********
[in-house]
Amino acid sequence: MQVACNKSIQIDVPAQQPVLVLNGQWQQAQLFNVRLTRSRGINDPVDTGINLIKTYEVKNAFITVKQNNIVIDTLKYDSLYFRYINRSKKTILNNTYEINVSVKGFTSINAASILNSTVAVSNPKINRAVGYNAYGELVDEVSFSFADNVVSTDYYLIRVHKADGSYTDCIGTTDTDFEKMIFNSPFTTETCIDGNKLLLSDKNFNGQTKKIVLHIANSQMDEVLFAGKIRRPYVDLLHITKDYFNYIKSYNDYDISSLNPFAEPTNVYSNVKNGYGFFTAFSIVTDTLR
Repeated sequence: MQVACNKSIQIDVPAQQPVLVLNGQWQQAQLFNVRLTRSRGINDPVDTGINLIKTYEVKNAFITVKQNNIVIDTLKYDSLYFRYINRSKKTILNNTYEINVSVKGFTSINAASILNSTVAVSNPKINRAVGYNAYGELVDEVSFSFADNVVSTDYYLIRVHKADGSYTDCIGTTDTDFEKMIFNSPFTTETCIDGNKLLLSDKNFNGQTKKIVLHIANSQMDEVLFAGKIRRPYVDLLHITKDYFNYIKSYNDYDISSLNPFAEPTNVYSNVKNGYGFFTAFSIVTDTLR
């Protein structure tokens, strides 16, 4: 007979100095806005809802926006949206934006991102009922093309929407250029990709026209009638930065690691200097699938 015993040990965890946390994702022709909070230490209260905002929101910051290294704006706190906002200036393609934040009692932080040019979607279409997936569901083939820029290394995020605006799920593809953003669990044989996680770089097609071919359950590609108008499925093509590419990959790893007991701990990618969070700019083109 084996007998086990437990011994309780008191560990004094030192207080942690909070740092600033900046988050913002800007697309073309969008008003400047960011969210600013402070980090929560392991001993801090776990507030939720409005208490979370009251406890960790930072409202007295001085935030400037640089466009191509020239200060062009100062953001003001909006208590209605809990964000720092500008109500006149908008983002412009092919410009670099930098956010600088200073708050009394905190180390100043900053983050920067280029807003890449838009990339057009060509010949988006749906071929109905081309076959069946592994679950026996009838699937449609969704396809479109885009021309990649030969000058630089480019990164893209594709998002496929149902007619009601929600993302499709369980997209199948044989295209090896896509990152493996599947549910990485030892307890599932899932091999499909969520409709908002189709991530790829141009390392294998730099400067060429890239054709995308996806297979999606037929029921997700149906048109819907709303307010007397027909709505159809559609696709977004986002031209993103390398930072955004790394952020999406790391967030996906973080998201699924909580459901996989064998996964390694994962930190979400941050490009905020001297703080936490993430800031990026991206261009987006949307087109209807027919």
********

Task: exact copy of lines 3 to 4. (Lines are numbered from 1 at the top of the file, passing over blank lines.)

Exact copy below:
Repeated sequence: MQVACNKSIQIDVPAQQPVLVLNGQWQQAQLFNVRLTRSRGINDPVDTGINLIKTYEVKNAFITVKQNNIVIDTLKYDSLYFRYINRSKKTILNNTYEINVSVKGFTSINAASILNSTVAVSNPKINRAVGYNAYGELVDEVSFSFADNVVSTDYYLIRVHKADGSYTDCIGTTDTDFEKMIFNSPFTTETCIDGNKLLLSDKNFNGQTKKIVLHIANSQMDEVLFAGKIRRPYVDLLHITKDYFNYIKSYNDYDISSLNPFAEPTNVYSNVKNGYGFFTAFSIVTDTLR
């Protein structure tokens, strides 16, 4: 007979100095806005809802926006949206934006991102009922093309929407250029990709026209009638930065690691200097699938 015993040990965890946390994702022709909070230490209260905002929101910051290294704006706190906002200036393609934040009692932080040019979607279409997936569901083939820029290394995020605006799920593809953003669990044989996680770089097609071919359950590609108008499925093509590419990959790893007991701990990618969070700019083109 084996007998086990437990011994309780008191560990004094030192207080942690909070740092600033900046988050913002800007697309073309969008008003400047960011969210600013402070980090929560392991001993801090776990507030939720409005208490979370009251406890960790930072409202007295001085935030400037640089466009191509020239200060062009100062953001003001909006208590209605809990964000720092500008109500006149908008983002412009092919410009670099930098956010600088200073708050009394905190180390100043900053983050920067280029807003890449838009990339057009060509010949988006749906071929109905081309076959069946592994679950026996009838699937449609969704396809479109885009021309990649030969000058630089480019990164893209594709998002496929149902007619009601929600993302499709369980997209199948044989295209090896896509990152493996599947549910990485030892307890599932899932091999499909969520409709908002189709991530790829141009390392294998730099400067060429890239054709995308996806297979999606037929029921997700149906048109819907709303307010007397027909709505159809559609696709977004986002031209993103390398930072955004790394952020999406790391967030996906973080998201699924909580459901996989064998996964390694994962930190979400941050490009905020001297703080936490993430800031990026991206261009987006949307087109209807027919």